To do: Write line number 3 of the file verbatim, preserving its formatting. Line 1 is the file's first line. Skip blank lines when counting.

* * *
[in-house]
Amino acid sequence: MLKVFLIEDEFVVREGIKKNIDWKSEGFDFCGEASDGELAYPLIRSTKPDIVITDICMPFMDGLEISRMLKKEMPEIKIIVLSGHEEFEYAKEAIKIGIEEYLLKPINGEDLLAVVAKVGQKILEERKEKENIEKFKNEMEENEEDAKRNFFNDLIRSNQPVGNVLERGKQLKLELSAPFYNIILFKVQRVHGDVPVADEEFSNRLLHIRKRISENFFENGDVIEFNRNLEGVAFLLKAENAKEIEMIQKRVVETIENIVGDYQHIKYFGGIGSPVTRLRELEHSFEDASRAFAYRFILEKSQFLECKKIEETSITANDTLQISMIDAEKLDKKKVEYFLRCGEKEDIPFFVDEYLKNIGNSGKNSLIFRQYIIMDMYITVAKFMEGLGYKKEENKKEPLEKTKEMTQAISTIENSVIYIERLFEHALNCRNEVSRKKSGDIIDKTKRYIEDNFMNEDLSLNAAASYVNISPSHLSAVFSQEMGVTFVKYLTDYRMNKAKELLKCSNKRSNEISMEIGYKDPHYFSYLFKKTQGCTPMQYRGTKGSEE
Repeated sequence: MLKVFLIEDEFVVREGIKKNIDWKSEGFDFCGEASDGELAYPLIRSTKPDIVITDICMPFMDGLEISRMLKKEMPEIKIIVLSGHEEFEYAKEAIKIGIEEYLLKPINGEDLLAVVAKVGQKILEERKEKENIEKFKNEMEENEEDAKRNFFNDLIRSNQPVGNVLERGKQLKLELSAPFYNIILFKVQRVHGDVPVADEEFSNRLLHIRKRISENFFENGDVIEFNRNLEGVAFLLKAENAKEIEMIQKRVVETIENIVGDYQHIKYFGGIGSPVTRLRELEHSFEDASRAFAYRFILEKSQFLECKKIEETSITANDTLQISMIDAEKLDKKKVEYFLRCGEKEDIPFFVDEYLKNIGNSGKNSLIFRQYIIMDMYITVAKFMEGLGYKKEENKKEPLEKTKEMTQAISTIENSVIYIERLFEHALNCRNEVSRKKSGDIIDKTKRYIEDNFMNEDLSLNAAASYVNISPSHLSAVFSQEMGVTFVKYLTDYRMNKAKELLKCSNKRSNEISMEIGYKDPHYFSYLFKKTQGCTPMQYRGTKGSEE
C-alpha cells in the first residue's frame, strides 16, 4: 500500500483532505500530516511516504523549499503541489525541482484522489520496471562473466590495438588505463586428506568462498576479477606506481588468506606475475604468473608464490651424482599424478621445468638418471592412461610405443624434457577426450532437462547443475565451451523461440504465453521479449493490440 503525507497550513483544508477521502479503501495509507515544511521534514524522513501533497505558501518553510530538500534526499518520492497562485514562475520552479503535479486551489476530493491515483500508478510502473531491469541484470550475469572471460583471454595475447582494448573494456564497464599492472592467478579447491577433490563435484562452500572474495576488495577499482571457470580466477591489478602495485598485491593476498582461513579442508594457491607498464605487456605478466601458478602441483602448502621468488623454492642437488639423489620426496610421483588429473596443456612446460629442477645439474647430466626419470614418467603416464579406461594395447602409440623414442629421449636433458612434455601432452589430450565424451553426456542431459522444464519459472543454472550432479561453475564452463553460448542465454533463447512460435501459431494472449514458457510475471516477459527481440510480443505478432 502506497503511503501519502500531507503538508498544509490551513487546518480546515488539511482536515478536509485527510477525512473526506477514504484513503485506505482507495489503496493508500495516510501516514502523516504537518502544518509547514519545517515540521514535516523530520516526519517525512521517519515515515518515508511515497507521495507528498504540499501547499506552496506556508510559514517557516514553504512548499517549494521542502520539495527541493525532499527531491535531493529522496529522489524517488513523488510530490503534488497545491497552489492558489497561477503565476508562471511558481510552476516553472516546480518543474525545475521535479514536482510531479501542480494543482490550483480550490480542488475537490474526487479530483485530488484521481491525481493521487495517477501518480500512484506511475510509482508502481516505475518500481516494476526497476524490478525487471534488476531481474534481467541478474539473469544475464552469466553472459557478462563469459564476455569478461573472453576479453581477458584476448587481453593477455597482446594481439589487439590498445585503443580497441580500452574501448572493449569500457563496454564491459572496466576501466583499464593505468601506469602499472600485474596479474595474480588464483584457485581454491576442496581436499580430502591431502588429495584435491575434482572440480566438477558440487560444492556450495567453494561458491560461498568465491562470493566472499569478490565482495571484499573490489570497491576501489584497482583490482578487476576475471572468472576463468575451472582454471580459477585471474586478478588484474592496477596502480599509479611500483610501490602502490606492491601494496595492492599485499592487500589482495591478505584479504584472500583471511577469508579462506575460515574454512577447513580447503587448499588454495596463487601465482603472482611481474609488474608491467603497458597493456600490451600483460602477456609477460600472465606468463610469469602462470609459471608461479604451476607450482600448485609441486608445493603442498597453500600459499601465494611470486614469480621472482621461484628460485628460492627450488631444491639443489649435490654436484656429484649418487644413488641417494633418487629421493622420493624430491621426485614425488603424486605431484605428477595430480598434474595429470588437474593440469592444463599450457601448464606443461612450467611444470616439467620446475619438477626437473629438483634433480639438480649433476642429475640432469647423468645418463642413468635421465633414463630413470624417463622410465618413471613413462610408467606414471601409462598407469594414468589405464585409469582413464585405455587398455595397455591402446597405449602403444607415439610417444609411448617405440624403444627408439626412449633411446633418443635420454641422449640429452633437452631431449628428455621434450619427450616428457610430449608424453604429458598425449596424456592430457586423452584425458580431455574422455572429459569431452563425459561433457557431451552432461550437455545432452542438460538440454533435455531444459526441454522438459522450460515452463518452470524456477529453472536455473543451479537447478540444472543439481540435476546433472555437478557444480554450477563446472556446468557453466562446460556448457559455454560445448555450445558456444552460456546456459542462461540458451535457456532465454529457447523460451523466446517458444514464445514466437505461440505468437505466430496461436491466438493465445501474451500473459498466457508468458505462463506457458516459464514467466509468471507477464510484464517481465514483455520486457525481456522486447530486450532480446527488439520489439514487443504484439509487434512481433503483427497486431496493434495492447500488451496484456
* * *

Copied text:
Repeated sequence: MLKVFLIEDEFVVREGIKKNIDWKSEGFDFCGEASDGELAYPLIRSTKPDIVITDICMPFMDGLEISRMLKKEMPEIKIIVLSGHEEFEYAKEAIKIGIEEYLLKPINGEDLLAVVAKVGQKILEERKEKENIEKFKNEMEENEEDAKRNFFNDLIRSNQPVGNVLERGKQLKLELSAPFYNIILFKVQRVHGDVPVADEEFSNRLLHIRKRISENFFENGDVIEFNRNLEGVAFLLKAENAKEIEMIQKRVVETIENIVGDYQHIKYFGGIGSPVTRLRELEHSFEDASRAFAYRFILEKSQFLECKKIEETSITANDTLQISMIDAEKLDKKKVEYFLRCGEKEDIPFFVDEYLKNIGNSGKNSLIFRQYIIMDMYITVAKFMEGLGYKKEENKKEPLEKTKEMTQAISTIENSVIYIERLFEHALNCRNEVSRKKSGDIIDKTKRYIEDNFMNEDLSLNAAASYVNISPSHLSAVFSQEMGVTFVKYLTDYRMNKAKELLKCSNKRSNEISMEIGYKDPHYFSYLFKKTQGCTPMQYRGTKGSEE